How Disabled Am I?
“The law says you have to do that,” I snapped to a colleague amid a roomful of uncomfortable stares. He had neither directed a question to me, nor did I hold any authority in this seminar; but his words were offensive to me.
In a workshop about crafting our most impressive academic CVs, the professor had just explained the importance of our highlighting how we excelled as teachers. Did we design curriculum? Implement exceptional pedagogical tactics or methodologies?
And then this man raised his hand and asked whether he should emphasize his tendency to accommodate for disabled students.
My response reflected my lifelong experience as a disabled woman---somewhere between the expected contrite silence and the defensive retort formulating in my mind. If I manage my department’s budget, should I note on my CV that I did so without embezzling any money? Should my colleague further boast his ability to teach women without sexually harassing them?
The inherent absurdity in my hypothetical questions is obvious, but in that seminar a group of educated adults patiently acknowledged my colleague’s question. To me, this elucidates the degree to which our society perpetuates discriminatory attitudes toward the disabled---including those able enough to function (or thrive) in a demanding environment. My own sensitivity is borne from belonging to this particularly uncategorized group of individuals both too able-bodied and too disabled for public satisfaction.
As an infant, I was diagnosed with nystagmus, a congenital vision condition in which the eyes make repetitive, uncontrolled movements. These movements can affect vision and depth perception and sometimes alter balance and coordination. While this impairment certainly complicates various aspects of my life, I am also undeniably able in many senses of the word: I moved to Spain by myself at 22; I have completed a Spartan race; my university has recognized me as an outstanding teacher and mentor. Interestingly, these reflections of my capability don’t signify to others the same balance they represent in my personal narrative. Rather, they cause confusion, even impatience, regarding my needs. I’m not blind enough to be taken seriously.
While most of us would never harass a blind person, my ability seems to label me fair game. Many times, I’ve inquired about restaurant specials or museum pricing only to be met with condescension from employees who assume I’m either unintelligent or unobservant. There’s a sign. Can’t I see? Do I need (better) glasses? Once, a Walgreen’s clerk openly and loudly made fun of me when I had to lean close to see the debit card screen. One high school teacher valued his alphabetical seating chart over my accessibility and made me sit at the back of the room. The list goes on.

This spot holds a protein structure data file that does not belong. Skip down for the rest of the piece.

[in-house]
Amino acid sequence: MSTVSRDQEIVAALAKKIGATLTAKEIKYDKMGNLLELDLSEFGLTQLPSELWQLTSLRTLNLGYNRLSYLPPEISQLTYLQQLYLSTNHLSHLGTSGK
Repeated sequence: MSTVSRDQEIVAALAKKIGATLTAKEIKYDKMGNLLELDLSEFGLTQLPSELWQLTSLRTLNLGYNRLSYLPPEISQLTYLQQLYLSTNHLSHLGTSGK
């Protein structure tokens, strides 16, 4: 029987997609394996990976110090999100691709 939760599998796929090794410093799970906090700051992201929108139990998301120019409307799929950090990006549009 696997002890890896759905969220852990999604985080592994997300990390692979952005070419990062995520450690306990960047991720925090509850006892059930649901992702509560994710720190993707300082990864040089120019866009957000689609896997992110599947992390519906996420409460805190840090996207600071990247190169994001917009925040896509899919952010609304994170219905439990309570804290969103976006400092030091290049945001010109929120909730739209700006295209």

I choose to understand these transgressions as consequences of misinformation and carelessness rather than malice. Sometimes, I find it difficult to articulate my particular experience in this in-between space, and sometimes I resent feeling obligated to do so. As an educator, however, I believe sharing information and experiences to be the most effective cure for ignorance. I can’t speak for all disabled people, or all vision impaired people, but I will ask you to consider several important points in your future interactions.
First, the spectrum between blindness and 20/20 vision is both expansive and complex. Many problems aren’t entirely correctible, and not all vision-impaired people see similarly. Our experience occurs on a continuum, rather than at extremes, and cannot be understood solely through numerical visual acuity measurements.
Second, if you are not a medical professional and I have not sought your expertise about my vision, I’m not open to your advice. When I’m in a coffee shop or riding the city bus, your suggestions about glasses and surgeries are both unwelcome and useless. No one understands my body’s limits and capabilities better than I do.
Finally, Americans are obsessed with equality, and my condition stomps all over that value. Because I am independent and adventurous, many assume I must either exaggerate my condition or possess some superhuman strength for “overcoming” it. The truth lies somewhere between the extremes. Every chore or activity requiring eyesight is more difficult for me than it is for most people, and I physically cannot do certain things. That said, I also don’t deserve praise for “overcoming”, because I don’t have a choice.
Able-bodied people, like my colleague, also do not merit recognition for accommodating others’ physical needs. While “body diversity” is common in discussions of weight and height proportions, it should also work as a term for understanding our immense range of movement and sensory abilities. If we reframe our perception of ability in this way, then an educator’s failure to accommodate someone’s physical condition would be equally scandalous and unacceptable as any other infringement on someone’s rights.